Group 3200, Wynne 5th Bearing

Builders,

I occasionally get questions about my 5th bearing design, which is Group 3200 in our manual numbering system. I developed it about a decade ago, thinking it might serve in special applications. Over many years, it has been conclusively proven that the Weseman 5th Bearing, (Group 3000) actually covers all common 5th bearing needs, and does so far more cost effectively than my design does. For this reason, my design is not in production, and all the production engine I build use Weseman bearings. The photos below are of my own personal 3,000 cc Corvair engine being assembled.

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Above, My bearing is a non-splitting design, which moves the thrust bearing to the prop end of the engine. The bearing is the actual aluminum plate, machined to the shape of a 3.375″ diameter bearing with thrust faces that are 4.375″ across. The plate in the bearing area is coated by Poly-dyn in Texas, but it also flew 100 hours with no coating. Some people said it would never work, but you can tell they never saw the inside of a Lycoming, as the thrust faces on 180-200 hp 360 cid Lycomings are the crank running on the bare aluminum case.

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The bearing is assembled by having the front and rear thrust journal on the 5th bearing as separate pieces. In operation the bearing stays perfectly round, because it isn’t bolted together. In the photo you are looking at the front thrust face, which only handles reverse thrust in the motor, like chopping the power and letting the plane drive the prop on landing. For 95% of the engine’s life, the load is taken by the forward thrust face which is behind the main aluminum plate and working against the rear face of the plate. Oil is fed by the AN-6 fitting at the top of the picture. The design is unusual, and it’s origins come from driving long distances alone without a cell phone nor a radio, just my thoughts.  None of my last 3 pickups, nor our Suburban have had a radio.  That is 300,000 miles of uninterrupted thinking. I have come up with a lot of good mechanical ideas in those miles.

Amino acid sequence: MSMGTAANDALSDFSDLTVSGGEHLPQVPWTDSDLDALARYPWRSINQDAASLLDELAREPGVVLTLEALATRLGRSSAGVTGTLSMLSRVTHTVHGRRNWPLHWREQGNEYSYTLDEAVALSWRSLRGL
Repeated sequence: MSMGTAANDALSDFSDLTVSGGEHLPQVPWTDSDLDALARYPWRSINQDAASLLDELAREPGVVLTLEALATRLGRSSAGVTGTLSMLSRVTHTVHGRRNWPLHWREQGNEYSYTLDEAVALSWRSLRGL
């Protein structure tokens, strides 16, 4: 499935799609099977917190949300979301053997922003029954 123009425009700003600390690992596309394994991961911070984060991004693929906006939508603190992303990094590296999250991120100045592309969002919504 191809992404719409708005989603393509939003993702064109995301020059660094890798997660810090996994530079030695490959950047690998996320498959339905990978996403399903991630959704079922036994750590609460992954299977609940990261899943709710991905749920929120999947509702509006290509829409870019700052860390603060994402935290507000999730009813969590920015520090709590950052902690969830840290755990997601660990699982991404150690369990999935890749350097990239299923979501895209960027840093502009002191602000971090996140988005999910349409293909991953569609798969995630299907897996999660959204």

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The hub in the photo is missing it’s gold anodizing because it has been shortened. This was done so it could be the exact same length installed as a Weseman Bearing. This allows the engine to fit into a standard cowling, and use standard hybrid studs and safety shaft. The original design used custom parts and a long Gold hub, and was about 1.25″ longer.  I shortened this one so that our own plane can test engines equipped with Weseman 5th bearings.

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Above, The bearing with it’s oil seal cover bolted in place.  The seal rides on the stepped down face that is 3.00″ in diameter, the same as the back of the hub.  I only ever made a handful of parts sets for this design. The protoypes were expensive, something like $3,000 a bearing. I gave one to Mark Langford in exchange for his flight testing of the design (I don’t sell things that are not flight proven) He flew it 450 hours in his KR-2S. Other than a teething problem caused by trying to run too tight of a clearance in cold weather with 20w-50 oil, it had a good record. The while item in the engine is the nylon U-shaped block I use to stop the rotation of the crank when tightening the studs and safety shaft nut on an engine. The red sealer is Loctite 515, the same stuff used to mount a Weseman bearing. This is also popular as a sealer at the base of 3,000 cc cylinders, which do not use base gaskets.

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Above, Installation almost finished.  Note that shortening the hub required removing most of the front alternator pulley, leaving enough to act as the ring gear mounting point. This is OK, because my engine is set up with a Weseman rear alternator, #2950.This is another view of the nylon anti-rotation block in place. Note the case also had ARP main studs, these were installed as a test in 2003. In the long run they have proven to be a nice thought, but not required.

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If my sole interest in Corvairs was making the maximum buck or having my ego polished, I would tell every builder that this was the best 5th bearing, that it is “Technically Correct” and other BS to get them to spend more money and buy it. In reality, my goal it to teach builders about engines, and get them flying with the parts that best serve their own personal aviation  goals. When it comes to 5th bearings, this means advising builders to use a Weseman bearing, just like we do on production engines.

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Read More:

Sources: Choosing a 5th Bearing

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-ww.

About William Wynne
I have been continuously building, testing and flying Corvair engines since 1989. Information, parts and components that we developed and tested are now flying on several hundred Corvair powered aircraft. I earned a Bachelor of Science in Professional Aeronautics and an A&P license from Embry-Riddle Aeronautical University, and have a proven 20 year track record of effectively teaching homebuilders how to create and fly their own Corvair powered planes. Much of this is chronicled at www.FlyCorvair.com and in more than 50 magazine articles.

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